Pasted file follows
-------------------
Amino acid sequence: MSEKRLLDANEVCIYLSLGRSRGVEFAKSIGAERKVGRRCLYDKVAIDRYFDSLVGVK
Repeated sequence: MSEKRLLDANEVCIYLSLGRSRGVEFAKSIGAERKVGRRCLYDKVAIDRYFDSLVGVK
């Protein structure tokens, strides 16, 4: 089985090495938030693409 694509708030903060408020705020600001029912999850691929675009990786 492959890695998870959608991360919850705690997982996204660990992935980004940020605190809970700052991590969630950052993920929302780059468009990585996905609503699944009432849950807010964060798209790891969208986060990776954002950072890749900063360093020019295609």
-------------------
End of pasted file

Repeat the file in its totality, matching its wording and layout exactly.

Amino acid sequence: MSEKRLLDANEVCIYLSLGRSRGVEFAKSIGAERKVGRRCLYDKVAIDRYFDSLVGVK
Repeated sequence: MSEKRLLDANEVCIYLSLGRSRGVEFAKSIGAERKVGRRCLYDKVAIDRYFDSLVGVK
């Protein structure tokens, strides 16, 4: 089985090495938030693409 694509708030903060408020705020600001029912999850691929675009990786 492959890695998870959608991360919850705690997982996204660990992935980004940020605190809970700052991590969630950052993920929302780059468009990585996905609503699944009432849950807010964060798209790891969208986060990776954002950072890749900063360093020019295609």